Court control

To the editor:

Your editorial (“No fix needed,” Jan. 13) opposed Senate confirmation of Kansas Supreme Court justices but offered no solution to the problems of bar domination and secrecy in Kansas’ current judicial selection process. Kansas is the only state that gives its bar (the state’s lawyers) majority control over the selection of state supreme court justices. None of the other 49 states selects justices this way, so why should Kansas?

A dozen states have their justices confirmed by the state senate or similar popularly elected body. Nobody has shown that our state’s supreme court is somehow less political than the supreme courts of those dozen states. By contrast, the political side of the Kansas selection process is documented in a paper I published at

Your editorial defends Kansas’ bar-dominated system by asserting that the Kansas bar is not very “homogenous.” In fact, those the Kansas bar elects to the Supreme Court Nominating Commission are, with very few exceptions, older white males. The Kansas Senate is more diverse. I have nothing against lawyers – I’m proud to be one – but the 7,666 lawyers in Kansas are an awfully small and, yes, homogenous group to have majority control over one of the three branches of government.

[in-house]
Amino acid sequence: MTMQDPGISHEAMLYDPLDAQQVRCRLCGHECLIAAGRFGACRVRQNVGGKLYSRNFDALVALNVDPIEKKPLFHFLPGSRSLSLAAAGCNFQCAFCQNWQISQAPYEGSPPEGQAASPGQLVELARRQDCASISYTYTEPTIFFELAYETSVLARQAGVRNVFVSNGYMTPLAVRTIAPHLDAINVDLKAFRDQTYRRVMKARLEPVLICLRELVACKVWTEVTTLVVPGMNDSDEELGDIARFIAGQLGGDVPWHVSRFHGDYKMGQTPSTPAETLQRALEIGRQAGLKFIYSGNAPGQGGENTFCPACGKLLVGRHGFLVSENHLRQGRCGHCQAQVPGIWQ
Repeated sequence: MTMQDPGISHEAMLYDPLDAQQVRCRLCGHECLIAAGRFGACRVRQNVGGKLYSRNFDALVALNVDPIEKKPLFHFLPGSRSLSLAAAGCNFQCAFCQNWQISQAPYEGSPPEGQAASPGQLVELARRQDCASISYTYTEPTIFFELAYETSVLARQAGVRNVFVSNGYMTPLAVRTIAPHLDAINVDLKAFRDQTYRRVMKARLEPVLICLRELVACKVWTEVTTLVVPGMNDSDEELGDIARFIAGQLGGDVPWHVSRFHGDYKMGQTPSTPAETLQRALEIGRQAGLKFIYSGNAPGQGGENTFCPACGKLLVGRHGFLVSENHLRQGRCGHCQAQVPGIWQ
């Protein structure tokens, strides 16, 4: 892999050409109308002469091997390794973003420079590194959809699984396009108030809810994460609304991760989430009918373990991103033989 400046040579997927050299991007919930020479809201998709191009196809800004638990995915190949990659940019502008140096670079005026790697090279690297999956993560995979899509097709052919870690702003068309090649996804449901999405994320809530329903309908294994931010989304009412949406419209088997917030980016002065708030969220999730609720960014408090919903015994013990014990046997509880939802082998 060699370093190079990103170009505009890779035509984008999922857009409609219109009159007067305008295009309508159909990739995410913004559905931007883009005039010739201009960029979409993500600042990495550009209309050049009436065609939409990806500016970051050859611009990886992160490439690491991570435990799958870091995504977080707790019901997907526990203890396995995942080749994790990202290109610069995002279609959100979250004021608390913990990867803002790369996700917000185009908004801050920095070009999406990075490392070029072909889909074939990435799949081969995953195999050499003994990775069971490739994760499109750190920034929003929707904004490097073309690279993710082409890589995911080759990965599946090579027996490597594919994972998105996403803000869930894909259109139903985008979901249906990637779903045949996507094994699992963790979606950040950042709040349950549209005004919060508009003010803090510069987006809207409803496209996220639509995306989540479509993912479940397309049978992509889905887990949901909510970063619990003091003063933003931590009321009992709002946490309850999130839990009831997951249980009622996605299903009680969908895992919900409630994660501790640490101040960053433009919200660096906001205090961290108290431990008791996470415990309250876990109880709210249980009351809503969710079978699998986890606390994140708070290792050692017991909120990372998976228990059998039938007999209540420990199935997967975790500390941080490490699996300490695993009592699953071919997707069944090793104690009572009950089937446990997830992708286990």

The Kansas bar’s tops-in-the-nation power is one concern, but the secrecy in which it exercises that power is another. The Nominating Commission votes in secret, while Senate confirmation votes are public. Let’s make government in Kansas as open and accountable as it is in other states.

Stephen J. Ware,